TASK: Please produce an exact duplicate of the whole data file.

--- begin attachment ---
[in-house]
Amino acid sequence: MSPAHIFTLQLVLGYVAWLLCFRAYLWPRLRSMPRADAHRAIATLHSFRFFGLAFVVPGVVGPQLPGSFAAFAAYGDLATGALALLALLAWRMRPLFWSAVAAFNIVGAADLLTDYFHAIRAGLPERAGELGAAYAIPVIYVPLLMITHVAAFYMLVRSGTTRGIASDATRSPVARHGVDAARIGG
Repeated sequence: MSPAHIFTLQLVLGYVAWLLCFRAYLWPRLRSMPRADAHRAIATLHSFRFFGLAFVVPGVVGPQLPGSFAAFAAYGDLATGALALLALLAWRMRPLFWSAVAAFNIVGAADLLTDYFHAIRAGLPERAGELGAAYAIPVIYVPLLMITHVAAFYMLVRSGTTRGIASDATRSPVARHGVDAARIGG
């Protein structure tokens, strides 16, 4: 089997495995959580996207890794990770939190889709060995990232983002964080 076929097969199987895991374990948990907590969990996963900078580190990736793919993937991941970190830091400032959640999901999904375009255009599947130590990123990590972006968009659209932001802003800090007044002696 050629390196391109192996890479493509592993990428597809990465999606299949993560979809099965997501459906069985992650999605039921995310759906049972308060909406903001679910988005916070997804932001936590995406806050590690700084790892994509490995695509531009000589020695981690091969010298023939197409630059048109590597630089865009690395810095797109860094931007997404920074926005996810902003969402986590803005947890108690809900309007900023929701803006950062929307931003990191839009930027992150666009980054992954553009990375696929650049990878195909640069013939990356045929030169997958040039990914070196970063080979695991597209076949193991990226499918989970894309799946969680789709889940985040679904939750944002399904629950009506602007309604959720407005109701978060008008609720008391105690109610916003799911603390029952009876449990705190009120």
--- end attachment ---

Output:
[in-house]
Amino acid sequence: MSPAHIFTLQLVLGYVAWLLCFRAYLWPRLRSMPRADAHRAIATLHSFRFFGLAFVVPGVVGPQLPGSFAAFAAYGDLATGALALLALLAWRMRPLFWSAVAAFNIVGAADLLTDYFHAIRAGLPERAGELGAAYAIPVIYVPLLMITHVAAFYMLVRSGTTRGIASDATRSPVARHGVDAARIGG
Repeated sequence: MSPAHIFTLQLVLGYVAWLLCFRAYLWPRLRSMPRADAHRAIATLHSFRFFGLAFVVPGVVGPQLPGSFAAFAAYGDLATGALALLALLAWRMRPLFWSAVAAFNIVGAADLLTDYFHAIRAGLPERAGELGAAYAIPVIYVPLLMITHVAAFYMLVRSGTTRGIASDATRSPVARHGVDAARIGG
């Protein structure tokens, strides 16, 4: 089997495995959580996207890794990770939190889709060995990232983002964080 076929097969199987895991374990948990907590969990996963900078580190990736793919993937991941970190830091400032959640999901999904375009255009599947130590990123990590972006968009659209932001802003800090007044002696 050629390196391109192996890479493509592993990428597809990465999606299949993560979809099965997501459906069985992650999605039921995310759906049972308060909406903001679910988005916070997804932001936590995406806050590690700084790892994509490995695509531009000589020695981690091969010298023939197409630059048109590597630089865009690395810095797109860094931007997404920074926005996810902003969402986590803005947890108690809900309007900023929701803006950062929307931003990191839009930027992150666009980054992954553009990375696929650049990878195909640069013939990356045929030169997958040039990914070196970063080979695991597209076949193991990226499918989970894309799946969680789709889940985040679904939750944002399904629950009506602007309604959720407005109701978060008008609720008391105690109610916003799911603390029952009876449990705190009120």